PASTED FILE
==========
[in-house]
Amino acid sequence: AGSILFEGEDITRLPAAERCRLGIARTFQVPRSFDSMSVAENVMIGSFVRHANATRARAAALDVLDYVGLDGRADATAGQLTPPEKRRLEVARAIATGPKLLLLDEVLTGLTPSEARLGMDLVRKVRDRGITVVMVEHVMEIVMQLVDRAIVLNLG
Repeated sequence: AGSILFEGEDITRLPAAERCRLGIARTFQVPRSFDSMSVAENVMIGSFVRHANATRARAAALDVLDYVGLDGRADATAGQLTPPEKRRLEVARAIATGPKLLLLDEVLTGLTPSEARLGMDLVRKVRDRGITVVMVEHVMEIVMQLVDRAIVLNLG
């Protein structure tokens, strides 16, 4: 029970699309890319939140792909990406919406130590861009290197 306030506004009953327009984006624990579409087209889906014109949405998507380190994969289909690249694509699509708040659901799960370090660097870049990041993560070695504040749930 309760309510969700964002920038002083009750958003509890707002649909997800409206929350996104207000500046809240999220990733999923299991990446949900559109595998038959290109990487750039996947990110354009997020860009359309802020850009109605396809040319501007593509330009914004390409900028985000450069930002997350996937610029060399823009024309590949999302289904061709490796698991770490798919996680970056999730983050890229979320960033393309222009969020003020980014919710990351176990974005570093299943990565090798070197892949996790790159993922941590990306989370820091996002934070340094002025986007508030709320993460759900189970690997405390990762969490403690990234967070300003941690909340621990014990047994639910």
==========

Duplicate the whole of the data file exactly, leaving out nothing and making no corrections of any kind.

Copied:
[in-house]
Amino acid sequence: AGSILFEGEDITRLPAAERCRLGIARTFQVPRSFDSMSVAENVMIGSFVRHANATRARAAALDVLDYVGLDGRADATAGQLTPPEKRRLEVARAIATGPKLLLLDEVLTGLTPSEARLGMDLVRKVRDRGITVVMVEHVMEIVMQLVDRAIVLNLG
Repeated sequence: AGSILFEGEDITRLPAAERCRLGIARTFQVPRSFDSMSVAENVMIGSFVRHANATRARAAALDVLDYVGLDGRADATAGQLTPPEKRRLEVARAIATGPKLLLLDEVLTGLTPSEARLGMDLVRKVRDRGITVVMVEHVMEIVMQLVDRAIVLNLG
């Protein structure tokens, strides 16, 4: 029970699309890319939140792909990406919406130590861009290197 306030506004009953327009984006624990579409087209889906014109949405998507380190994969289909690249694509699509708040659901799960370090660097870049990041993560070695504040749930 309760309510969700964002920038002083009750958003509890707002649909997800409206929350996104207000500046809240999220990733999923299991990446949900559109595998038959290109990487750039996947990110354009997020860009359309802020850009109605396809040319501007593509330009914004390409900028985000450069930002997350996937610029060399823009024309590949999302289904061709490796698991770490798919996680970056999730983050890229979320960033393309222009969020003020980014919710990351176990974005570093299943990565090798070197892949996790790159993922941590990306989370820091996002934070340094002025986007508030709320993460759900189970690997405390990762969490403690990234967070300003941690909340621990014990047994639910």